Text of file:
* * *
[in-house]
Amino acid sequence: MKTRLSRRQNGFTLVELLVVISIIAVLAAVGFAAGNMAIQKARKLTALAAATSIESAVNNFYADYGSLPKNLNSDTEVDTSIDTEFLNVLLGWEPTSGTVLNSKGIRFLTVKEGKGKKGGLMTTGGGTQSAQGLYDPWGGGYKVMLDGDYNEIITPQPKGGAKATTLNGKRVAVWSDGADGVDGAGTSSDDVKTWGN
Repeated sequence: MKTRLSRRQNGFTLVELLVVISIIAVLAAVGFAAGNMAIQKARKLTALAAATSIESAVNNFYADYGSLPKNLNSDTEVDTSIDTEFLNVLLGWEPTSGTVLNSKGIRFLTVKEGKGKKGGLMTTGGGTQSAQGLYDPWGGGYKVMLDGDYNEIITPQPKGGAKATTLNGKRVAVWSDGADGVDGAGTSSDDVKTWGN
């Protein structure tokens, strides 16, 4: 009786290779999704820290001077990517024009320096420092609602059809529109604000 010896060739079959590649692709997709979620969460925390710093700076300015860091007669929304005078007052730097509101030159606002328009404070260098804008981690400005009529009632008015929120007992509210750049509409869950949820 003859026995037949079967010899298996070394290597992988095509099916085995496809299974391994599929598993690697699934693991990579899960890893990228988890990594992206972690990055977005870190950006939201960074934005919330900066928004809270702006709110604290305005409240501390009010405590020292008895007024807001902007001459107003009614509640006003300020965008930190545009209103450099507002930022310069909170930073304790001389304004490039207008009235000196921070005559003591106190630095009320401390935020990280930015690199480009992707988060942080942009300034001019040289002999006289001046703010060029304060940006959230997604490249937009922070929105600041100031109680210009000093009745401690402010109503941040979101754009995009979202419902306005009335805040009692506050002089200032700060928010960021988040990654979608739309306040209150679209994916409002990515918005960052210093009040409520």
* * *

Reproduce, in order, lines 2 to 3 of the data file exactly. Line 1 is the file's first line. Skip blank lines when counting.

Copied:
Amino acid sequence: MKTRLSRRQNGFTLVELLVVISIIAVLAAVGFAAGNMAIQKARKLTALAAATSIESAVNNFYADYGSLPKNLNSDTEVDTSIDTEFLNVLLGWEPTSGTVLNSKGIRFLTVKEGKGKKGGLMTTGGGTQSAQGLYDPWGGGYKVMLDGDYNEIITPQPKGGAKATTLNGKRVAVWSDGADGVDGAGTSSDDVKTWGN
Repeated sequence: MKTRLSRRQNGFTLVELLVVISIIAVLAAVGFAAGNMAIQKARKLTALAAATSIESAVNNFYADYGSLPKNLNSDTEVDTSIDTEFLNVLLGWEPTSGTVLNSKGIRFLTVKEGKGKKGGLMTTGGGTQSAQGLYDPWGGGYKVMLDGDYNEIITPQPKGGAKATTLNGKRVAVWSDGADGVDGAGTSSDDVKTWGN